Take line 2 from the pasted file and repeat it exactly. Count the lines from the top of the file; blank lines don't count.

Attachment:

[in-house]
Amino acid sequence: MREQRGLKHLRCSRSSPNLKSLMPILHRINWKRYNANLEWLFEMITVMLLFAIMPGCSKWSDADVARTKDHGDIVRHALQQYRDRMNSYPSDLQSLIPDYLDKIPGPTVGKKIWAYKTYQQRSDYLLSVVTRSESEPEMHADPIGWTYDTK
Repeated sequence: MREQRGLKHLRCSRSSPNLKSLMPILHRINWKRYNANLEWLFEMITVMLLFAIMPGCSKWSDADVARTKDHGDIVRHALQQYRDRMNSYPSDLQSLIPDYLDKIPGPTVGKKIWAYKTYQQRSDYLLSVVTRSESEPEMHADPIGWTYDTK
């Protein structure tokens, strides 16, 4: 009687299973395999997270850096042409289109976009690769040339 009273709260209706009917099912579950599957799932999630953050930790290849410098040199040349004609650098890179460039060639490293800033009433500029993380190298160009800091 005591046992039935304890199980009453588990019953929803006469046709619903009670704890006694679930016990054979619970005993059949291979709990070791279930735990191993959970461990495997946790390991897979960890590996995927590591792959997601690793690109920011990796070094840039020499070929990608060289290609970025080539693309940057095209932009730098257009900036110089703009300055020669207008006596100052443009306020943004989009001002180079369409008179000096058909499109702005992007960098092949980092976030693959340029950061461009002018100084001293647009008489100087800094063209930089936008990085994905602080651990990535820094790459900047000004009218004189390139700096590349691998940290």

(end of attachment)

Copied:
Amino acid sequence: MREQRGLKHLRCSRSSPNLKSLMPILHRINWKRYNANLEWLFEMITVMLLFAIMPGCSKWSDADVARTKDHGDIVRHALQQYRDRMNSYPSDLQSLIPDYLDKIPGPTVGKKIWAYKTYQQRSDYLLSVVTRSESEPEMHADPIGWTYDTK